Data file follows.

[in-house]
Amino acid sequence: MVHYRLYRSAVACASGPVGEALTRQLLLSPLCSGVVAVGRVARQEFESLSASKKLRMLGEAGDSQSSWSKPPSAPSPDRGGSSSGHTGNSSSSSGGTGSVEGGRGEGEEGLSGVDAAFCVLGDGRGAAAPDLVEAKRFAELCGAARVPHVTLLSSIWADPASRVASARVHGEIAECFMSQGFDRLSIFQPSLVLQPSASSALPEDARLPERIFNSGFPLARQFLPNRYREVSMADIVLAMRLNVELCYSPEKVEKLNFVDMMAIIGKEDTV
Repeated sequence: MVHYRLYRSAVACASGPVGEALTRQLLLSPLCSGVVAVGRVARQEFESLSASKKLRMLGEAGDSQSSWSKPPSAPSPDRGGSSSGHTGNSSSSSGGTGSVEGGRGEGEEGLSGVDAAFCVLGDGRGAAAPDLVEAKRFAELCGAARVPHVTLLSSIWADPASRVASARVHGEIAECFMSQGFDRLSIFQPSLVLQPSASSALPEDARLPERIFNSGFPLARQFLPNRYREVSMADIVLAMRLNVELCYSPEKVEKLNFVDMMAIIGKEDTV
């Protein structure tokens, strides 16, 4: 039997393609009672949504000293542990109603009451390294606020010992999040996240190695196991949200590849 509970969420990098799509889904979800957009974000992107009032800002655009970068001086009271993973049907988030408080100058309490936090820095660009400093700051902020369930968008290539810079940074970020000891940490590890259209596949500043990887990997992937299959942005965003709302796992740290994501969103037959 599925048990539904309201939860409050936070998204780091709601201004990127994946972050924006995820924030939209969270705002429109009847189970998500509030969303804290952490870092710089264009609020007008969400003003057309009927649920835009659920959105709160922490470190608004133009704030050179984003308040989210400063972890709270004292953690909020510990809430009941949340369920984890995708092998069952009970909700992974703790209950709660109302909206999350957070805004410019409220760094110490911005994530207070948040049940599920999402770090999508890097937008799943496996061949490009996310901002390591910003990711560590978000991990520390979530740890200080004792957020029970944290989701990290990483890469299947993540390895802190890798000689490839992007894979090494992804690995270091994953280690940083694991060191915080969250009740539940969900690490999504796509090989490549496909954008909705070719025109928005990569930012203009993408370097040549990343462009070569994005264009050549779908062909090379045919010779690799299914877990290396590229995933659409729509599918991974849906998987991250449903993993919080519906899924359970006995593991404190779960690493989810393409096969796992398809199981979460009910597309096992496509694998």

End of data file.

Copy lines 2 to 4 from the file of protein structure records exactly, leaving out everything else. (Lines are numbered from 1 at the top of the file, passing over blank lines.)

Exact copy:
Amino acid sequence: MVHYRLYRSAVACASGPVGEALTRQLLLSPLCSGVVAVGRVARQEFESLSASKKLRMLGEAGDSQSSWSKPPSAPSPDRGGSSSGHTGNSSSSSGGTGSVEGGRGEGEEGLSGVDAAFCVLGDGRGAAAPDLVEAKRFAELCGAARVPHVTLLSSIWADPASRVASARVHGEIAECFMSQGFDRLSIFQPSLVLQPSASSALPEDARLPERIFNSGFPLARQFLPNRYREVSMADIVLAMRLNVELCYSPEKVEKLNFVDMMAIIGKEDTV
Repeated sequence: MVHYRLYRSAVACASGPVGEALTRQLLLSPLCSGVVAVGRVARQEFESLSASKKLRMLGEAGDSQSSWSKPPSAPSPDRGGSSSGHTGNSSSSSGGTGSVEGGRGEGEEGLSGVDAAFCVLGDGRGAAAPDLVEAKRFAELCGAARVPHVTLLSSIWADPASRVASARVHGEIAECFMSQGFDRLSIFQPSLVLQPSASSALPEDARLPERIFNSGFPLARQFLPNRYREVSMADIVLAMRLNVELCYSPEKVEKLNFVDMMAIIGKEDTV
């Protein structure tokens, strides 16, 4: 039997393609009672949504000293542990109603009451390294606020010992999040996240190695196991949200590849 509970969420990098799509889904979800957009974000992107009032800002655009970068001086009271993973049907988030408080100058309490936090820095660009400093700051902020369930968008290539810079940074970020000891940490590890259209596949500043990887990997992937299959942005965003709302796992740290994501969103037959 599925048990539904309201939860409050936070998204780091709601201004990127994946972050924006995820924030939209969270705002429109009847189970998500509030969303804290952490870092710089264009609020007008969400003003057309009927649920835009659920959105709160922490470190608004133009704030050179984003308040989210400063972890709270004292953690909020510990809430009941949340369920984890995708092998069952009970909700992974703790209950709660109302909206999350957070805004410019409220760094110490911005994530207070948040049940599920999402770090999508890097937008799943496996061949490009996310901002390591910003990711560590978000991990520390979530740890200080004792957020029970944290989701990290990483890469299947993540390895802190890798000689490839992007894979090494992804690995270091994953280690940083694991060191915080969250009740539940969900690490999504796509090989490549496909954008909705070719025109928005990569930012203009993408370097040549990343462009070569994005264009050549779908062909090379045919010779690799299914877990290396590229995933659409729509599918991974849906998987991250449903993993919080519906899924359970006995593991404190779960690493989810393409096969796992398809199981979460009910597309096992496509694998």